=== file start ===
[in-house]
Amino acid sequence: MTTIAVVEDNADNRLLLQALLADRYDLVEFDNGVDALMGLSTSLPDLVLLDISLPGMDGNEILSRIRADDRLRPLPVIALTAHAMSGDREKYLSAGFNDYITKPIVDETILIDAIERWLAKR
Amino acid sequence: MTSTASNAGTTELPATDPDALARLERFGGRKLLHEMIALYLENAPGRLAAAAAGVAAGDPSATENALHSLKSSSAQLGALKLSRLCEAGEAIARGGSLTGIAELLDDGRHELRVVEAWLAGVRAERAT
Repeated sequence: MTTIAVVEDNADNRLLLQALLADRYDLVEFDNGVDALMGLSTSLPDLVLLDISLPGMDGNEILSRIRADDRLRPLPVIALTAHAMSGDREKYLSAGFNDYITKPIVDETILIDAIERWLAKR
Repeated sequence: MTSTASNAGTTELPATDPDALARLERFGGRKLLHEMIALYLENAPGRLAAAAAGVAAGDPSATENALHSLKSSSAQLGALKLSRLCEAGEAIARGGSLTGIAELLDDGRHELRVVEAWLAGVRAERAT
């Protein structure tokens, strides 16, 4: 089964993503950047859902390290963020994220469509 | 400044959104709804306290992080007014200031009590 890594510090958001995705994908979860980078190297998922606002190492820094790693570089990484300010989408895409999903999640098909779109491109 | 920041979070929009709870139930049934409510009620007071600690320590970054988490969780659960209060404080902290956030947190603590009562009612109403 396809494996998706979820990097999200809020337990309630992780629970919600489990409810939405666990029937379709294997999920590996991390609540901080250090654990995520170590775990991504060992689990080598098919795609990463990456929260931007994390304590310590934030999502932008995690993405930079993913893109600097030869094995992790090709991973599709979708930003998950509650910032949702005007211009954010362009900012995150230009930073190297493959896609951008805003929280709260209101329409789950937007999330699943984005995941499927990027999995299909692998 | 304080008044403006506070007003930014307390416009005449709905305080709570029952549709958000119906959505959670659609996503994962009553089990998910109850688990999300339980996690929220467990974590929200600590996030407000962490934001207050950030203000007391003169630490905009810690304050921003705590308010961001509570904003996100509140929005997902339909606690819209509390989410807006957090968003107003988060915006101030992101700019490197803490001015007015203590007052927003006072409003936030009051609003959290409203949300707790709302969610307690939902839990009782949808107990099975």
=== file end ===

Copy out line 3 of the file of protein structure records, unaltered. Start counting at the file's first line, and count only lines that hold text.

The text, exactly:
Amino acid sequence: MTSTASNAGTTELPATDPDALARLERFGGRKLLHEMIALYLENAPGRLAAAAAGVAAGDPSATENALHSLKSSSAQLGALKLSRLCEAGEAIARGGSLTGIAELLDDGRHELRVVEAWLAGVRAERAT